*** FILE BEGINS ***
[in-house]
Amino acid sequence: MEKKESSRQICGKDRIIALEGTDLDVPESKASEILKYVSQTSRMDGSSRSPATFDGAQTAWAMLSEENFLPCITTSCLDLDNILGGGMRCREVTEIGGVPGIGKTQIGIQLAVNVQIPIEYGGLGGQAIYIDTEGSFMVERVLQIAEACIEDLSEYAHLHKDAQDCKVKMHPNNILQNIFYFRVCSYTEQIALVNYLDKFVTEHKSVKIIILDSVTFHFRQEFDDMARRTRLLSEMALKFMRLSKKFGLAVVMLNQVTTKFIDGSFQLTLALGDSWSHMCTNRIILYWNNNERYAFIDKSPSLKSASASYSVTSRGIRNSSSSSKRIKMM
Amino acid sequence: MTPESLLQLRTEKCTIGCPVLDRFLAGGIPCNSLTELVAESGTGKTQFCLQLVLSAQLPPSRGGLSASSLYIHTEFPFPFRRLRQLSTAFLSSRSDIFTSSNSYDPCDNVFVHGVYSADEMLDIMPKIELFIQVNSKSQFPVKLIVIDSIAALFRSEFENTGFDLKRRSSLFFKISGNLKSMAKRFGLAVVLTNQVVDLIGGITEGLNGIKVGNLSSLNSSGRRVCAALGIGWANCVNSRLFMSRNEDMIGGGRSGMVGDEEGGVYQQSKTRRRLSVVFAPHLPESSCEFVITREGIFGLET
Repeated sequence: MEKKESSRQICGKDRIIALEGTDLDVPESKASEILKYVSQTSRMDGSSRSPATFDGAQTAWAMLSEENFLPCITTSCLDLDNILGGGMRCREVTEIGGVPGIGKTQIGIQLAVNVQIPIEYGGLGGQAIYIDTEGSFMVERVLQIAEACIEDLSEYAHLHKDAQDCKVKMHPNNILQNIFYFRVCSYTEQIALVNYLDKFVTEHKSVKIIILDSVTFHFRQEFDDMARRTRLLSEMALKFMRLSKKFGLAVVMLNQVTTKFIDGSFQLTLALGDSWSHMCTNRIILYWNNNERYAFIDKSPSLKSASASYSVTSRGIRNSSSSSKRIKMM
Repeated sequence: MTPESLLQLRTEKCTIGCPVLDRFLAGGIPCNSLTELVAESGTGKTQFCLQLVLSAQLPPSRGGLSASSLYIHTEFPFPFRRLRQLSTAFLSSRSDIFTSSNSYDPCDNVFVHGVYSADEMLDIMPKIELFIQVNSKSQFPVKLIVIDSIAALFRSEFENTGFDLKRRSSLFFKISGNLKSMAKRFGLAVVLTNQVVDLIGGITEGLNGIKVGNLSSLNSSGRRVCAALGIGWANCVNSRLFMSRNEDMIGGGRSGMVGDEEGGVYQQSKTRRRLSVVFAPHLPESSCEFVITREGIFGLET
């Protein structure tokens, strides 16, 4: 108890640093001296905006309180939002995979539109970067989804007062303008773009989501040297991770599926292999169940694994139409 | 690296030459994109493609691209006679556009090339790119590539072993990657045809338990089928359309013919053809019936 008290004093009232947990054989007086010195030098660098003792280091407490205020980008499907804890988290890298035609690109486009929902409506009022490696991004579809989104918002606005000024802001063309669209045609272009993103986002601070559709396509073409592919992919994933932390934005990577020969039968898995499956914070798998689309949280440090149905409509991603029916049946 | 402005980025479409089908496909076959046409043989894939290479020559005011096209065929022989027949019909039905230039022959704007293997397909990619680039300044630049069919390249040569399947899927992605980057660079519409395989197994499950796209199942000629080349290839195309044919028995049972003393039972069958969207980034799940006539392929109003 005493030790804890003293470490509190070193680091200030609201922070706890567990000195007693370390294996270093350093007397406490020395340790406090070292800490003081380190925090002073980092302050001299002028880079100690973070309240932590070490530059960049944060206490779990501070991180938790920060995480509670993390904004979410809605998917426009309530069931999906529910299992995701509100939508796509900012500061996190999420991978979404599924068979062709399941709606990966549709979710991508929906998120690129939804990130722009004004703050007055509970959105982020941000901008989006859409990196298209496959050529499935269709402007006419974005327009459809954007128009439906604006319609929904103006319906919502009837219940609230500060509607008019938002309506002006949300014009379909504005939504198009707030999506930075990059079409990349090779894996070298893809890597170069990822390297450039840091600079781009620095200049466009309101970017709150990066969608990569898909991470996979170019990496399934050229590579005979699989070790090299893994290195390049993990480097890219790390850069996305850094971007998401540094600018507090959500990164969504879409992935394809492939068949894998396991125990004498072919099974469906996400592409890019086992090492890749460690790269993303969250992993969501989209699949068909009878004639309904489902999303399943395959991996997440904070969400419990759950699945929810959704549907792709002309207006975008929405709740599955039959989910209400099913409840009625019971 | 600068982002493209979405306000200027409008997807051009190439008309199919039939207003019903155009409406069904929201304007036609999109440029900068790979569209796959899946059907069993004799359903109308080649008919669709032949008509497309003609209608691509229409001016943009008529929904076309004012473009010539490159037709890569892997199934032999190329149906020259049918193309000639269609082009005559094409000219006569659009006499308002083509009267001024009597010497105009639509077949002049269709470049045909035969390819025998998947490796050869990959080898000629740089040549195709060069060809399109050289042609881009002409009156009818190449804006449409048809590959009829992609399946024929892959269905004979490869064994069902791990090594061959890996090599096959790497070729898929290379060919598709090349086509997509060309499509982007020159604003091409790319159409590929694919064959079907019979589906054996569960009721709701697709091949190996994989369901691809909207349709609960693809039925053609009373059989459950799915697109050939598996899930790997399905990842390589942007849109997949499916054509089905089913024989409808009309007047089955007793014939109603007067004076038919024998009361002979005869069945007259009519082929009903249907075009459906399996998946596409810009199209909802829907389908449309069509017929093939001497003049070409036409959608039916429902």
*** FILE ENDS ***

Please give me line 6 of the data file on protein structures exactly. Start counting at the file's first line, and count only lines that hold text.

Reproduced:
């Protein structure tokens, strides 16, 4: 108890640093001296905006309180939002995979539109970067989804007062303008773009989501040297991770599926292999169940694994139409 | 690296030459994109493609691209006679556009090339790119590539072993990657045809338990089928359309013919053809019936 008290004093009232947990054989007086010195030098660098003792280091407490205020980008499907804890988290890298035609690109486009929902409506009022490696991004579809989104918002606005000024802001063309669209045609272009993103986002601070559709396509073409592919992919994933932390934005990577020969039968898995499956914070798998689309949280440090149905409509991603029916049946 | 402005980025479409089908496909076959046409043989894939290479020559005011096209065929022989027949019909039905230039022959704007293997397909990619680039300044630049069919390249040569399947899927992605980057660079519409395989197994499950796209199942000629080349290839195309044919028995049972003393039972069958969207980034799940006539392929109003 005493030790804890003293470490509190070193680091200030609201922070706890567990000195007693370390294996270093350093007397406490020395340790406090070292800490003081380190925090002073980092302050001299002028880079100690973070309240932590070490530059960049944060206490779990501070991180938790920060995480509670993390904004979410809605998917426009309530069931999906529910299992995701509100939508796509900012500061996190999420991978979404599924068979062709399941709606990966549709979710991508929906998120690129939804990130722009004004703050007055509970959105982020941000901008989006859409990196298209496959050529499935269709402007006419974005327009459809954007128009439906604006319609929904103006319906919502009837219940609230500060509607008019938002309506002006949300014009379909504005939504198009707030999506930075990059079409990349090779894996070298893809890597170069990822390297450039840091600079781009620095200049466009309101970017709150990066969608990569898909991470996979170019990496399934050229590579005979699989070790090299893994290195390049993990480097890219790390850069996305850094971007998401540094600018507090959500990164969504879409992935394809492939068949894998396991125990004498072919099974469906996400592409890019086992090492890749460690790269993303969250992993969501989209699949068909009878004639309904489902999303399943395959991996997440904070969400419990759950699945929810959704549907792709002309207006975008929405709740599955039959989910209400099913409840009625019971 | 600068982002493209979405306000200027409008997807051009190439008309199919039939207003019903155009409406069904929201304007036609999109440029900068790979569209796959899946059907069993004799359903109308080649008919669709032949008509497309003609209608691509229409001016943009008529929904076309004012473009010539490159037709890569892997199934032999190329149906020259049918193309000639269609082009005559094409000219006569659009006499308002083509009267001024009597010497105009639509077949002049269709470049045909035969390819025998998947490796050869990959080898000629740089040549195709060069060809399109050289042609881009002409009156009818190449804006449409048809590959009829992609399946024929892959269905004979490869064994069902791990090594061959890996090599096959790497070729898929290379060919598709090349086509997509060309499509982007020159604003091409790319159409590929694919064959079907019979589906054996569960009721709701697709091949190996994989369901691809909207349709609960693809039925053609009373059989459950799915697109050939598996899930790997399905990842390589942007849109997949499916054509089905089913024989409808009309007047089955007793014939109603007067004076038919024998009361002979005869069945007259009519082929009903249907075009459906399996998946596409810009199209909802829907389908449309069509017929093939001497003049070409036409959608039916429902």